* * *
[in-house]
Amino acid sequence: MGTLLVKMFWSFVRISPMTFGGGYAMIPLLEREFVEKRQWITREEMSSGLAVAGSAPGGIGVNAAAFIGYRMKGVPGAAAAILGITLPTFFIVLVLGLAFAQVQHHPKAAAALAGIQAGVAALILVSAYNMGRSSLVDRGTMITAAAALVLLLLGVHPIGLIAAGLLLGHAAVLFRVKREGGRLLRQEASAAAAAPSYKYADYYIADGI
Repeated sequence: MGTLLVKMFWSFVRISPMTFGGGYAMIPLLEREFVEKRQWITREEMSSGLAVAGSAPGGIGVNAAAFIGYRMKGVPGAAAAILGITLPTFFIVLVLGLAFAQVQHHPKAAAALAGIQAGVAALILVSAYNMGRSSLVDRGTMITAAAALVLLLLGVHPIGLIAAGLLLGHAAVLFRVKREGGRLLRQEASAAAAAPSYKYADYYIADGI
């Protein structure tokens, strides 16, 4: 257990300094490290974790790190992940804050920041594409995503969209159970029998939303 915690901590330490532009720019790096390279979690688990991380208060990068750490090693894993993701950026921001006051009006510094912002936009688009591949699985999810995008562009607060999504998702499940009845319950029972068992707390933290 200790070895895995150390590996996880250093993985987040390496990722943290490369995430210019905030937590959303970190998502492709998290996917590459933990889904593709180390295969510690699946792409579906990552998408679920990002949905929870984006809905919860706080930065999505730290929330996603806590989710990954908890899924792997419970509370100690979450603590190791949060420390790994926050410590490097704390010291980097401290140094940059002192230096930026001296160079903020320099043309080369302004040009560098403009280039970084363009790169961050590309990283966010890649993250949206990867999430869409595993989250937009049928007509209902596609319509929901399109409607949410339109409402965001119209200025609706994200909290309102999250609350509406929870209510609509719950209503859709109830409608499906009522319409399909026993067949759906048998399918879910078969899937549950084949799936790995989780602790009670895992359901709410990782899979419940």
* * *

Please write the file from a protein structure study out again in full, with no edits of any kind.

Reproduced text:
[in-house]
Amino acid sequence: MGTLLVKMFWSFVRISPMTFGGGYAMIPLLEREFVEKRQWITREEMSSGLAVAGSAPGGIGVNAAAFIGYRMKGVPGAAAAILGITLPTFFIVLVLGLAFAQVQHHPKAAAALAGIQAGVAALILVSAYNMGRSSLVDRGTMITAAAALVLLLLGVHPIGLIAAGLLLGHAAVLFRVKREGGRLLRQEASAAAAAPSYKYADYYIADGI
Repeated sequence: MGTLLVKMFWSFVRISPMTFGGGYAMIPLLEREFVEKRQWITREEMSSGLAVAGSAPGGIGVNAAAFIGYRMKGVPGAAAAILGITLPTFFIVLVLGLAFAQVQHHPKAAAALAGIQAGVAALILVSAYNMGRSSLVDRGTMITAAAALVLLLLGVHPIGLIAAGLLLGHAAVLFRVKREGGRLLRQEASAAAAAPSYKYADYYIADGI
């Protein structure tokens, strides 16, 4: 257990300094490290974790790190992940804050920041594409995503969209159970029998939303 915690901590330490532009720019790096390279979690688990991380208060990068750490090693894993993701950026921001006051009006510094912002936009688009591949699985999810995008562009607060999504998702499940009845319950029972068992707390933290 200790070895895995150390590996996880250093993985987040390496990722943290490369995430210019905030937590959303970190998502492709998290996917590459933990889904593709180390295969510690699946792409579906990552998408679920990002949905929870984006809905919860706080930065999505730290929330996603806590989710990954908890899924792997419970509370100690979450603590190791949060420390790994926050410590490097704390010291980097401290140094940059002192230096930026001296160079903020320099043309080369302004040009560098403009280039970084363009790169961050590309990283966010890649993250949206990867999430869409595993989250937009049928007509209902596609319509929901399109409607949410339109409402965001119209200025609706994200909290309102999250609350509406929870209510609509719950209503859709109830409608499906009522319409399909026993067949759906048998399918879910078969899937549950084949799936790995989780602790009670895992359901709410990782899979419940």